Taking on a puppy is a big responsibility - remember it will not stay a puppy for long.
Within a year you will have an adult dog which may be expected to live for 10 years or more. Before getting a puppy think about whether you are able to make a long-term commitment and, if you are, what kind of dog will best suit your lifestyle.
Finding a puppy
There are a huge variety of pedigree dogs and if you decide to get a pedigree puppy you should contact a breeder for further advice. The breeder will be able to provide you with more information about your chosen breed and whether it is really the right kind of dog for you. Do not buy puppies from dealers however tempting it may be. Always ask to see a puppy with its mother and preferably in a home environment. If you have children you should ideally get a puppy brought up in a household with children.
Animal welfare charities and rescue centres are always looking for good homes for puppies and mature dogs. It may be more appropriate for you to have an adult dog that is already trained.
Choosing your puppy
If you get a puppy that is already carrying a disease, it may never recover full health and the treatment may be expensive.
A healthy, happy puppy will:
- have clear bright eyes, clean nostrils and ears, a shiny coat and have a good body condition, but be NOT pot-bellied
- be active and playful and comfortable with people
Information to find out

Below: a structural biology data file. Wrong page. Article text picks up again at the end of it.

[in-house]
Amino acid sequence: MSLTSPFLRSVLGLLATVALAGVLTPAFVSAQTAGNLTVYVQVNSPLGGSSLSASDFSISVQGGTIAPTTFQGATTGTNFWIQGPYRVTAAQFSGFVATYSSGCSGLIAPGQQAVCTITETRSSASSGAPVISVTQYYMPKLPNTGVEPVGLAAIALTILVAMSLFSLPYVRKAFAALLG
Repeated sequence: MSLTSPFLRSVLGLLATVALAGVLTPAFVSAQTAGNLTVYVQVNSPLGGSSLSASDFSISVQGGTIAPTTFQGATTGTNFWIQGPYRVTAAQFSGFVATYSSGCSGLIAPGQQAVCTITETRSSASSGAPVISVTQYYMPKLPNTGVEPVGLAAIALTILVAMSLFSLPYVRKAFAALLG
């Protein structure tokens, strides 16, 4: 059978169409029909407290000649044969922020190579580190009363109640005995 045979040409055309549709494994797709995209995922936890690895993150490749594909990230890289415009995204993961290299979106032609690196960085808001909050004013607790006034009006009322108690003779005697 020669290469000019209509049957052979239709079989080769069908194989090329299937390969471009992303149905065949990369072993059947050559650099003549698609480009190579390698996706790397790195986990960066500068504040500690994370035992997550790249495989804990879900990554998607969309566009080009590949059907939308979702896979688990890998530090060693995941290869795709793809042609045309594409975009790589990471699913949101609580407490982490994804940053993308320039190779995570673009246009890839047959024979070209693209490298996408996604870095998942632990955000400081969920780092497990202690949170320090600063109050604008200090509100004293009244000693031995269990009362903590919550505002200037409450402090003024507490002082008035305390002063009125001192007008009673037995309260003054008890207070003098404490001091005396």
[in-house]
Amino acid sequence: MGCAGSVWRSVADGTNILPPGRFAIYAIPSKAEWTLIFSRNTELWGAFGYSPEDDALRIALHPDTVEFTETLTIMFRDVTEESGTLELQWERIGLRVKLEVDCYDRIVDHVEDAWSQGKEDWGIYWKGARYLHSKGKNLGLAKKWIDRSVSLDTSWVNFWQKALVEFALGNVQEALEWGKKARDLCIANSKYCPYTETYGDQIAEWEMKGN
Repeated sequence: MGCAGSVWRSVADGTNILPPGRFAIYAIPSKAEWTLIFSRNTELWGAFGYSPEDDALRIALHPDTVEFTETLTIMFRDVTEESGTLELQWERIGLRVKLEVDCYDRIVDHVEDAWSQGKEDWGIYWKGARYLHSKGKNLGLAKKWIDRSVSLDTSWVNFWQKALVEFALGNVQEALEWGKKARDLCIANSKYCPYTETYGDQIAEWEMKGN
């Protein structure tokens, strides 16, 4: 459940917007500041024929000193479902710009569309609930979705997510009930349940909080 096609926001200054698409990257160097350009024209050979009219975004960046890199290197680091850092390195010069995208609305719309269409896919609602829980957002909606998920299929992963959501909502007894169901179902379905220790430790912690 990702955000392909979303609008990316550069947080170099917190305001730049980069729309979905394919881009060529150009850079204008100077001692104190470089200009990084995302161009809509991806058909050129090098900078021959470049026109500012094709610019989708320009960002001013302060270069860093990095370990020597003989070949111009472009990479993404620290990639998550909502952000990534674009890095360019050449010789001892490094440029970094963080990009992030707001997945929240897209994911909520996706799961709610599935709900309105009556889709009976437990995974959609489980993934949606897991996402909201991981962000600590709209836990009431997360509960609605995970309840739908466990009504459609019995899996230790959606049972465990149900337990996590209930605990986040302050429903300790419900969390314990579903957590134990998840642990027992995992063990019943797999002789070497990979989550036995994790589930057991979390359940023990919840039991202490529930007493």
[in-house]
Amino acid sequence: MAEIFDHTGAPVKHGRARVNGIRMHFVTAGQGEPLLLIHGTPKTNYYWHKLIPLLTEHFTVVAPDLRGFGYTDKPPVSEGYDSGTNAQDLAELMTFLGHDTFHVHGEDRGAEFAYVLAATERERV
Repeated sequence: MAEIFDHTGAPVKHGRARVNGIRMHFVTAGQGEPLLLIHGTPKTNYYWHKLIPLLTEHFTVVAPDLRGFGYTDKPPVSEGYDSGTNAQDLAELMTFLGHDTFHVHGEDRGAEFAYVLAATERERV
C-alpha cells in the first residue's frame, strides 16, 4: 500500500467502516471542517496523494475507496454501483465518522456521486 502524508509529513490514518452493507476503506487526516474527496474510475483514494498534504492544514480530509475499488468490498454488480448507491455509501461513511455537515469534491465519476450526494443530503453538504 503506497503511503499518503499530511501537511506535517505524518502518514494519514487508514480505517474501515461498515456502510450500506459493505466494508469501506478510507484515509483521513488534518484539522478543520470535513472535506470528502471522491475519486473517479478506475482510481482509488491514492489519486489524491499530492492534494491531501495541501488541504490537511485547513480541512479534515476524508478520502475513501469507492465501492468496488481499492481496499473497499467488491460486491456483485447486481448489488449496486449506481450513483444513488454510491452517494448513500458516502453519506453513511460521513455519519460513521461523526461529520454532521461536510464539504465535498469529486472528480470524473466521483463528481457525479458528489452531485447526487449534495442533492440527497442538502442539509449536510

- Whether the puppy has been vaccinated. If yes make sure you have a vaccination certificate signed by the vet.
- Whether the puppy has been treated for fleas or worm. If yes, with what and when.
- What sort of food the puppy has been eating. Avoid changing the diet suddenly.
- carrying box
- food and water bowls
- food (a complete puppy diet)
- comfortable bed
- litter tray with litter
- a grooming brush or comb
Until your puppy has completed his course of vaccinations (around 12-14 weeks) he should only be allowed to mix with other fully vaccinated animals. If you have other pets, introduce them gradually to the puppy and never leave them alone together at first. It is very important for a puppy to meet a variety of other animals and people as soon as possible. Once his vaccination course is finished try to get out and about with your puppy - there are also puppy 'socialisation classes' where your pup can meet others of the same age for fun and frolics. Think about attending puppy training classes - bad habits learned early are hard to break!
- Register your puppy with a vet as soon as possible and ask for a health check.
- Regular, daily grooming will help keep your pet in top condition.
- Dental disease is common in dogs and this can be avoided by daily tooth brushing.
There are a number of highly infectious (and potentially fatal diseases) that can affect your dog. There is no treatment for many of these diseases and young puppies that catch them often die. However, for many of these conditions there is a simple protection in the form of vaccination. Ensure that your dog completes an initial course of vaccinations and then receives regular booster jabs if you want to keep your dog fit and healthy.
You should discuss this with your vet at the time of vaccination if you are not planning to let your pet have puppies.